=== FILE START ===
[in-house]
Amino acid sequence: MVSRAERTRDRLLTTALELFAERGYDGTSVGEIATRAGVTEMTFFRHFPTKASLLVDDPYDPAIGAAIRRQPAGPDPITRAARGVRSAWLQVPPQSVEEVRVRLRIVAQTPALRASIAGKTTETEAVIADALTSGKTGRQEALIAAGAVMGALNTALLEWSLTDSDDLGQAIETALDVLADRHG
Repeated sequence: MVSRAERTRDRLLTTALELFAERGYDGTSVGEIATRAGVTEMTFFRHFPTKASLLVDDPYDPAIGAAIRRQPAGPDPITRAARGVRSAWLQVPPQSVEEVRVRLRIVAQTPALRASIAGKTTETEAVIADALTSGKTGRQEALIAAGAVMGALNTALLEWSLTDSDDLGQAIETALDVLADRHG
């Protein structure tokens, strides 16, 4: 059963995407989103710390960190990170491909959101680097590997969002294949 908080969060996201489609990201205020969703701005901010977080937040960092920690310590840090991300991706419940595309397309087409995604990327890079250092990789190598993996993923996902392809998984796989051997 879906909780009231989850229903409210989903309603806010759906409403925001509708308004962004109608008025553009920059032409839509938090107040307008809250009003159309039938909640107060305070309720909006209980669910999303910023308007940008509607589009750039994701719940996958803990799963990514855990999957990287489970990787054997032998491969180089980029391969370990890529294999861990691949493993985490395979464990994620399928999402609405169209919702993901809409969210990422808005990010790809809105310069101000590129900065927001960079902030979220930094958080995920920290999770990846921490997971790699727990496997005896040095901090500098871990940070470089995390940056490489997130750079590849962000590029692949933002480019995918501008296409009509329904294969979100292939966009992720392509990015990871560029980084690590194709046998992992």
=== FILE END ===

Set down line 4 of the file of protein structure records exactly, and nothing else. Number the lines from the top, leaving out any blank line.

């Protein structure tokens, strides 16, 4: 059963995407989103710390960190990170491909959101680097590997969002294949 908080969060996201489609990201205020969703701005901010977080937040960092920690310590840090991300991706419940595309397309087409995604990327890079250092990789190598993996993923996902392809998984796989051997 879906909780009231989850229903409210989903309603806010759906409403925001509708308004962004109608008025553009920059032409839509938090107040307008809250009003159309039938909640107060305070309720909006209980669910999303910023308007940008509607589009750039994701719940996958803990799963990514855990999957990287489970990787054997032998491969180089980029391969370990890529294999861990691949493993985490395979464990994620399928999402609405169209919702993901809409969210990422808005990010790809809105310069101000590129900065927001960079902030979220930094958080995920920290999770990846921490997971790699727990496997005896040095901090500098871990940070470089995390940056490489997130750079590849962000590029692949933002480019995918501008296409009509329904294969979100292939966009992720392509990015990871560029980084690590194709046998992992």